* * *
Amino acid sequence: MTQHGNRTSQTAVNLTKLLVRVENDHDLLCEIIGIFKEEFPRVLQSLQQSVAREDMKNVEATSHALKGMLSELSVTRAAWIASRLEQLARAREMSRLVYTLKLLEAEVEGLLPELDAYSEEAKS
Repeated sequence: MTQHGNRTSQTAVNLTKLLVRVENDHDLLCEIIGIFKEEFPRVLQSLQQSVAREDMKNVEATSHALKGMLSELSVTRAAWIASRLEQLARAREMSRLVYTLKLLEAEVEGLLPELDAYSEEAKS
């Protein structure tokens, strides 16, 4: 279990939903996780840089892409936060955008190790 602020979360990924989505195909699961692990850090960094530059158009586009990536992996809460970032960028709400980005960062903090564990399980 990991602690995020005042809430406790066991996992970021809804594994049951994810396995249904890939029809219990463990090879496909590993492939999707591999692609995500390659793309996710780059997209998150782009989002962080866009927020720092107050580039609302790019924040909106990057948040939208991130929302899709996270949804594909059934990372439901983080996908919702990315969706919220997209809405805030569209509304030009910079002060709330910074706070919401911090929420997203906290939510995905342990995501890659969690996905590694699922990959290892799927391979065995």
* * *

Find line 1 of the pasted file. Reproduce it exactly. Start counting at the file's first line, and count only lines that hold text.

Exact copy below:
Amino acid sequence: MTQHGNRTSQTAVNLTKLLVRVENDHDLLCEIIGIFKEEFPRVLQSLQQSVAREDMKNVEATSHALKGMLSELSVTRAAWIASRLEQLARAREMSRLVYTLKLLEAEVEGLLPELDAYSEEAKS